Exclusive: Scrutiny on global sport bodies as they decide Russians' Olympic fates
By Christian Lowe and Aleksandar Vasovic
MOSCOW/BELGRADE (Reuters) - The International Olympic Committee's decision to let individual sport federations decide whether to ban Russians from the Rio games over doping has put Moscow's links to the governing bodies under scrutiny.
In the latest announcement by a sport governing body, the head of the International Judo Federation told Reuters on Tuesday it would allow the Russian squad to compete.
The federation lists Russian President Vladimir Putin, a judo blackbelt, as its honorary president. One of Putin's closest personal friends, his judo sparring partner Arkady Rotenberg, sits on the federation's executive board and is head of a charity that has helped fund it.
The federation's president, Romanian-born former competitor and coach Marius Vizer, denied there was a conflict of interest and said neither Putin's nor Rotenberg's roles played any part in its decision to allow Russians to compete.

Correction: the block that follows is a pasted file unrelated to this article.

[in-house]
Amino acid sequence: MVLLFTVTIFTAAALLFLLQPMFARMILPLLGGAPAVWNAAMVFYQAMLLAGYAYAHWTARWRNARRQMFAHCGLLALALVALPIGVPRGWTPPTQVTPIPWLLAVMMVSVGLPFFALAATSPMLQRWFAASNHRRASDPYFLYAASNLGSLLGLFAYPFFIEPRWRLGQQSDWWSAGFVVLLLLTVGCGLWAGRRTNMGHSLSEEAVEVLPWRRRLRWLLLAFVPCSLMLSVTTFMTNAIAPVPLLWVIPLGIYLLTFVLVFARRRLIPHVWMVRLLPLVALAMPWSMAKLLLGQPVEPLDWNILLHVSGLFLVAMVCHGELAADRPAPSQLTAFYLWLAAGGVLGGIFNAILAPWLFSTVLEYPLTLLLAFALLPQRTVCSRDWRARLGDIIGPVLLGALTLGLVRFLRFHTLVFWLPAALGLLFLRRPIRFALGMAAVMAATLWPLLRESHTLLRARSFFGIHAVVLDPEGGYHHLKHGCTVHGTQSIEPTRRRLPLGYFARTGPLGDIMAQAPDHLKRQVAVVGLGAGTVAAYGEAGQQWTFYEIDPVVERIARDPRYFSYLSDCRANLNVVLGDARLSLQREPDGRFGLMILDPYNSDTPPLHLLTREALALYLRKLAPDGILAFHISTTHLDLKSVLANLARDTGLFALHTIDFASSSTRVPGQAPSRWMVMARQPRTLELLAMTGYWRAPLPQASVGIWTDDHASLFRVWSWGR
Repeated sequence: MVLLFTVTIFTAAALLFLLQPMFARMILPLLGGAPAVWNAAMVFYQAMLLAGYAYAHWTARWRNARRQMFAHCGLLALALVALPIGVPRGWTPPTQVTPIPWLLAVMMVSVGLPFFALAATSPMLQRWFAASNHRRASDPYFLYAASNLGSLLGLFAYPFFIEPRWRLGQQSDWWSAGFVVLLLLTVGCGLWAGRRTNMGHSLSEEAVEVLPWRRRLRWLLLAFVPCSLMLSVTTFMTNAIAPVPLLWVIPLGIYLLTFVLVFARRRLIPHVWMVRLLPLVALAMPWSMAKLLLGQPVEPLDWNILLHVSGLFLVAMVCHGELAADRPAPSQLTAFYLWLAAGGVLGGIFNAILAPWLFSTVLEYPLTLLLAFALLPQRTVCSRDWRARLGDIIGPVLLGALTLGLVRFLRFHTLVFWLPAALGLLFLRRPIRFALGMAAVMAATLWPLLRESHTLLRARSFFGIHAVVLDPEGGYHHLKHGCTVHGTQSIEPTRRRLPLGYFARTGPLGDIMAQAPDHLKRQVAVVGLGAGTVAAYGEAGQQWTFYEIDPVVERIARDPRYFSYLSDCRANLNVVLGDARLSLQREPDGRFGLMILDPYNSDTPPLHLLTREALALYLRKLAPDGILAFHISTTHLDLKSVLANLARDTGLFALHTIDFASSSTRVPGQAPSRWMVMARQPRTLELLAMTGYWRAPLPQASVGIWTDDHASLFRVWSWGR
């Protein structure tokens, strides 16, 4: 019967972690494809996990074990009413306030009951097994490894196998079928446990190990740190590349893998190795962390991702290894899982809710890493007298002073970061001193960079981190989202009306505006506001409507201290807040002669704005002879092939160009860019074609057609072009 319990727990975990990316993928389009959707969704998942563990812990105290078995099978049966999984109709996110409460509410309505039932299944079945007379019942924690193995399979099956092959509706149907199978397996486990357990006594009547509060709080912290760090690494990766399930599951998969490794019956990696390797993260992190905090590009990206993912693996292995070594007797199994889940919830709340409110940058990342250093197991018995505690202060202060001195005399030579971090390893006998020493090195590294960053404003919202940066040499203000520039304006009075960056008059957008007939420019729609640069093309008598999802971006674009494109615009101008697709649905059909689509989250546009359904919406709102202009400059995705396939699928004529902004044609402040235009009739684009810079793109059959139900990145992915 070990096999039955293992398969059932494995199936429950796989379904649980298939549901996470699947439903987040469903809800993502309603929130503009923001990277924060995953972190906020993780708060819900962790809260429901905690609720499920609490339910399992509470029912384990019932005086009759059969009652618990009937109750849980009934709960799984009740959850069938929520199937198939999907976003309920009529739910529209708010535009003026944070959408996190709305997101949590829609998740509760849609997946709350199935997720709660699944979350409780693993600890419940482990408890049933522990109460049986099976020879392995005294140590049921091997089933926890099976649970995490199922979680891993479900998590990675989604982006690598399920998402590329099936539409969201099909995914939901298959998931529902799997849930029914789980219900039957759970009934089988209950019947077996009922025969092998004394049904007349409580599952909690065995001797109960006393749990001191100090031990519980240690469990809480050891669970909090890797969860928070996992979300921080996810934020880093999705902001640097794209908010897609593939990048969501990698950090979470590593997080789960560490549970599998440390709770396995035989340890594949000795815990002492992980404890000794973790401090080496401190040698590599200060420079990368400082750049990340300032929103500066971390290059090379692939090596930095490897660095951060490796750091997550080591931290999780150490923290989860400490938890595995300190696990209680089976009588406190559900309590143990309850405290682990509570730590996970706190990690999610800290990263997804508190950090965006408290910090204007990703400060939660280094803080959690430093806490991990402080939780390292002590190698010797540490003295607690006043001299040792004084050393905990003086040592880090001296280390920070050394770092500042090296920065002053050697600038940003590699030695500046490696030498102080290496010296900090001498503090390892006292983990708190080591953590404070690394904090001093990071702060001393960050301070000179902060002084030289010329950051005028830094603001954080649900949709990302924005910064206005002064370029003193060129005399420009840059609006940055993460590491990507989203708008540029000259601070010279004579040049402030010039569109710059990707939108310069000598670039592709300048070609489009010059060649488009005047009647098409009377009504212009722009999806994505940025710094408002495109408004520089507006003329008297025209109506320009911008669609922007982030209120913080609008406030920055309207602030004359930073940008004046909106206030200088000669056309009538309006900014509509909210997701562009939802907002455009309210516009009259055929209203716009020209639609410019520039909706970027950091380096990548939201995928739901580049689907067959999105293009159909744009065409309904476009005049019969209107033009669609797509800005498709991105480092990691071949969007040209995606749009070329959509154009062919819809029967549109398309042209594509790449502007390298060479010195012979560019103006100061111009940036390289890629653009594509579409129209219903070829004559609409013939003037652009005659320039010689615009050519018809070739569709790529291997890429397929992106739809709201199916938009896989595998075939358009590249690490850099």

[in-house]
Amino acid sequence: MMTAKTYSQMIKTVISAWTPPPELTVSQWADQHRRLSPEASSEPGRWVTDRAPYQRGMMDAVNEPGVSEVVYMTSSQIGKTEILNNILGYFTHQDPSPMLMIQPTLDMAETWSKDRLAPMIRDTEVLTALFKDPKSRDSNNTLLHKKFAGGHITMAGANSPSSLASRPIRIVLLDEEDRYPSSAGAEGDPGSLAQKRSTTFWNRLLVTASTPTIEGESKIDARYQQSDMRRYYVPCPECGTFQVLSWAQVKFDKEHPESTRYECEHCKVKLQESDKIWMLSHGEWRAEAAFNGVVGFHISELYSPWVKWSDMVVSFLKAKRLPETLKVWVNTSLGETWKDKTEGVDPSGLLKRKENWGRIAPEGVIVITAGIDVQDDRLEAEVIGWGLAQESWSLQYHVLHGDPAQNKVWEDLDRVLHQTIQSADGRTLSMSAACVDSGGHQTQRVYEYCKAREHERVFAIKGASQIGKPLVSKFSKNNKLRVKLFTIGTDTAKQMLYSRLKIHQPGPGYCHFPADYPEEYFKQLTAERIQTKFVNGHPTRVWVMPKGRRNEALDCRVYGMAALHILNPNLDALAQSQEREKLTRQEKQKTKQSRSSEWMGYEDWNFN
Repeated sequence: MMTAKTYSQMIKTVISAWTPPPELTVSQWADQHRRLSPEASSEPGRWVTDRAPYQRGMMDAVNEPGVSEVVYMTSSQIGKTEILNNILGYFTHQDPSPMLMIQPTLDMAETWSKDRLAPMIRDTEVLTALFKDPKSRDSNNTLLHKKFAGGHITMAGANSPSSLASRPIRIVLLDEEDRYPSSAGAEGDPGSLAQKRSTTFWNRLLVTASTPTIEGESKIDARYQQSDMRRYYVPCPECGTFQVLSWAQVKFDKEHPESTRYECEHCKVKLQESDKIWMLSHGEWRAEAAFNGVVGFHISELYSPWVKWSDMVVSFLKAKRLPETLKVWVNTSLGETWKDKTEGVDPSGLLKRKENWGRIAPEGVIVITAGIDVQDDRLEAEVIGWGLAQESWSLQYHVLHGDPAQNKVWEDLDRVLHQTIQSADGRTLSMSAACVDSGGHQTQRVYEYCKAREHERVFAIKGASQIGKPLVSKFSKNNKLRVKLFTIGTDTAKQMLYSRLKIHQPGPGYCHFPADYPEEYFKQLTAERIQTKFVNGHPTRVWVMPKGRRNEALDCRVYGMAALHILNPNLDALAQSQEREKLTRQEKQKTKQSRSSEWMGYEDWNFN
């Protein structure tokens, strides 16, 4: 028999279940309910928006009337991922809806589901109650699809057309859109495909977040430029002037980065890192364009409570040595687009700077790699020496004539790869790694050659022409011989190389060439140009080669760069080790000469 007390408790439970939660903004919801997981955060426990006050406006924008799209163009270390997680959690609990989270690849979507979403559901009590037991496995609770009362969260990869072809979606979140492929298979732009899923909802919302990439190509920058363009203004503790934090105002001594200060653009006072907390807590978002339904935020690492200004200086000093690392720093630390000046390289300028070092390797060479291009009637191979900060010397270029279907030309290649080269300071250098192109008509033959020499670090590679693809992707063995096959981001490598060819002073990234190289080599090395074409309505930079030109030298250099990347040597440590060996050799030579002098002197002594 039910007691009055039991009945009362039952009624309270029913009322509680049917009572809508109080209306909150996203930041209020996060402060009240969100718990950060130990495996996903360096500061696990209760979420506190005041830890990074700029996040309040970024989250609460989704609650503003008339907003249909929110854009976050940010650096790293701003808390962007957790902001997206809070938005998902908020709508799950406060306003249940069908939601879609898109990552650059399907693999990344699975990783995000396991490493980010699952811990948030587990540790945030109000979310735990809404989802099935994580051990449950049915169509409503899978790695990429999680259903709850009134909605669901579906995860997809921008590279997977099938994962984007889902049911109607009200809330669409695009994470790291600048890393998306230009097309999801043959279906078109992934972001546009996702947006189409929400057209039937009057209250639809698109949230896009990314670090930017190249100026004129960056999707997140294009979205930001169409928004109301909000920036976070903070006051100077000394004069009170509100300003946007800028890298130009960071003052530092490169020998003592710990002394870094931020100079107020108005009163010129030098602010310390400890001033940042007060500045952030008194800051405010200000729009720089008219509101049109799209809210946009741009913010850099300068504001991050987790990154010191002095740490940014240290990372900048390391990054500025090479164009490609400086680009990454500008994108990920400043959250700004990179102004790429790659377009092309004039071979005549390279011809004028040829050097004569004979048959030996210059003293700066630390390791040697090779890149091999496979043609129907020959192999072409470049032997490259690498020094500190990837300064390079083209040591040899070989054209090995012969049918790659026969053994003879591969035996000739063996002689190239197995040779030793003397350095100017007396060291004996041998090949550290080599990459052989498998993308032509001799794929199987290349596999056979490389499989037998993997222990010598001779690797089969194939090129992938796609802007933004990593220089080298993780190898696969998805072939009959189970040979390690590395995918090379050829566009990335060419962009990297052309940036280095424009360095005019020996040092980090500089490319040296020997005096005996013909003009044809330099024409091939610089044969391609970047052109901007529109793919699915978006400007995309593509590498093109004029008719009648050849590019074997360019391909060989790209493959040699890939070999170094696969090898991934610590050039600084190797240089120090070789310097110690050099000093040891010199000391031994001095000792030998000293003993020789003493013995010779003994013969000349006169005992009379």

The 11 Russian competitors who had qualified for the Olympics had been tested regularly outside Russia since September last year and those tests had not revealed any evidence of doping, Vizer said.
"The main characteristic, and the main value of judo is honor. Honor, dignity and respect. And we don't only say that, we mean that as well."
But critics say governing bodies will have to do more to demonstrate that they can make their decisions independent of influence of Russian officials and businessmen who frequently hold leadership positions across international sport.
"I think that each of them should be asked: 'How do you deal with conflicts, how to assure the rest of the world and especially athletes from non-Russian countries that you will make, and are making, decisions in an impartial way?'" said Joseph de Pencier, chief executive of the 59-member Institute of National Anti-Doping Organizations. Continued...